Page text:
Switching to Fluoride-free Toothpaste Compromises Oral Health

Toothpaste and ToothbrushNearly all adults in America and other developed countries learn about oral hygiene from a young age. The how’s and why’s of tooth brushing, as well as flossing, is ingrained into most children by their parents or guardians. Citizens grow up understanding the importance not only of brushing one’s teeth but also of using fluoride toothpaste.

Coloradowaterfluoridation.org notes that although fluoride is present in nearly all food and beverages, the amount isn’t enough to prevent tooth decay. Fluoride is used in toothpaste and added to drinking water to compensate.

The Rise of Fluoride-free Toothpaste

The trend of “natural” and fluoride-free toothpaste goes against what is thought in the U.S. It stems partly from the belief that fluoride may present serious health risks, especially for children. Some advocates against fluoride point out that younger children who use fluoride toothpaste are likely to swallow the large amounts of paste. This, they claim, increases their risks for dental fluorosis.

Moreover, the Internet makes it easier for the public to get a hold of unverified information about fluoride-free toothpaste. Some consumers may even mistakenly believe that regular brushing using fluoride-free toothpaste still reduces the risk of cavities.

Experts Weigh in on the Fluoride-Free Trend

The fluoride-free toothpaste trend concerns the majority of dental health professionals and experts, particularly as consumers ignore the significant body of scientific evidence supporting the benefits of toothpaste with fluoride.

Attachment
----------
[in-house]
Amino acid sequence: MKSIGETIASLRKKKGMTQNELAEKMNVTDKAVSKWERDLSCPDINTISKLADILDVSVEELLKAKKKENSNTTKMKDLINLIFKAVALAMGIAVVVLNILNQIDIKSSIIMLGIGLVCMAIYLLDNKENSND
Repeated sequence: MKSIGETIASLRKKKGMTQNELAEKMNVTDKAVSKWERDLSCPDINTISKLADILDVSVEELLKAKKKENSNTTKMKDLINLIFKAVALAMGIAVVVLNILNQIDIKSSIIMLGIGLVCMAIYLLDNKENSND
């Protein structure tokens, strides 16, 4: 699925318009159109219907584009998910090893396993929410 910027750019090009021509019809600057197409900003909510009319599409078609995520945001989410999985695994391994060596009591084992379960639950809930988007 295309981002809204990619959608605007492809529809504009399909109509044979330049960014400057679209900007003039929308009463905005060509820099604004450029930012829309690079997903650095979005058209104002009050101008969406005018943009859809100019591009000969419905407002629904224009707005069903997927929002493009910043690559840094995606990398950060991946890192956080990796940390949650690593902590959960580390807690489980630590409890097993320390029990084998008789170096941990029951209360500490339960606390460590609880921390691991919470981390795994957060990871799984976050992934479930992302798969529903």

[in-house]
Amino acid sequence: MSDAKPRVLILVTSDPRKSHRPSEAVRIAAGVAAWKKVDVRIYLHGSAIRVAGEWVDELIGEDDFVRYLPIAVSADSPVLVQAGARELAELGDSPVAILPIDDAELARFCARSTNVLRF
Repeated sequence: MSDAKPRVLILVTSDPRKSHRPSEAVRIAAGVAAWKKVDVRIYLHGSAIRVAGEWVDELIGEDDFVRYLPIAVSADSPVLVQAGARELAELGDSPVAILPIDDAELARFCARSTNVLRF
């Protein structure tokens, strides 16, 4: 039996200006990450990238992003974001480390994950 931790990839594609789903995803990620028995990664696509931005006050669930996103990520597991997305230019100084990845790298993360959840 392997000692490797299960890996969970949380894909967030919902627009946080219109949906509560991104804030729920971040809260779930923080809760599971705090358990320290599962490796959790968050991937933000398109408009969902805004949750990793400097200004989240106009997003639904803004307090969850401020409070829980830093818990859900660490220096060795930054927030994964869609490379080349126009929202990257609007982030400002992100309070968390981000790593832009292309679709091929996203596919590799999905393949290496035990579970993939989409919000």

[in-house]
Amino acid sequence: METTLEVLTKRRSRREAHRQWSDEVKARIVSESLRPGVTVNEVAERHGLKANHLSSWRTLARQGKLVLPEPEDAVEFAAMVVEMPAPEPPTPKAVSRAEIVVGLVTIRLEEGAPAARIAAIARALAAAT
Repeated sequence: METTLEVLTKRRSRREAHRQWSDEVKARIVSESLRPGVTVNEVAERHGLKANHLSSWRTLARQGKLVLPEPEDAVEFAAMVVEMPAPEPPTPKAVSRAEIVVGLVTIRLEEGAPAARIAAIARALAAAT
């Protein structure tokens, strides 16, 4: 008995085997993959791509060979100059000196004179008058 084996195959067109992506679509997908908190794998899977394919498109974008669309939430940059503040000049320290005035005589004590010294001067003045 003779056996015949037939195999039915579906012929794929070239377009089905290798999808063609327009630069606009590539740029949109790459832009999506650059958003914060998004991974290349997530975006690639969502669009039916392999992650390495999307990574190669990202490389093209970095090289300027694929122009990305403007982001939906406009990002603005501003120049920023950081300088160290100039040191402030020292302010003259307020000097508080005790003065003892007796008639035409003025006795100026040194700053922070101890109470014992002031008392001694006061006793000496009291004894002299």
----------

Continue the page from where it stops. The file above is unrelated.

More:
They note that while fluoride-free alternatives can give a fresh feeling, this kind of toothpaste doesn’t provide the same level of protection against cavities and other oral health problems.

Back to Tooth Brushing Basics

Fluoride has long been proven effective against tooth decay. A recent study in the journal Gerodontology offers more concrete evidence in favor of fluoride toothpaste; it concluded that fluoride-free toothpaste fails to reduce dental caries.

Fluoride doesn’t only prevent cavities. It also helps reduce tooth sensitivity, lessens tartar build-up or gingivitis, and whitens teeth. The American Dental Association only recommends and awards its Seal of Acceptance to fluoride toothpaste.

Consulting your local dental health professional about dental trends is the best way to educate yourself on the ins and outs of a fad. Simply relying on unconfirmed online reports or reviews and following the latest trends may come at the expense of your oral health.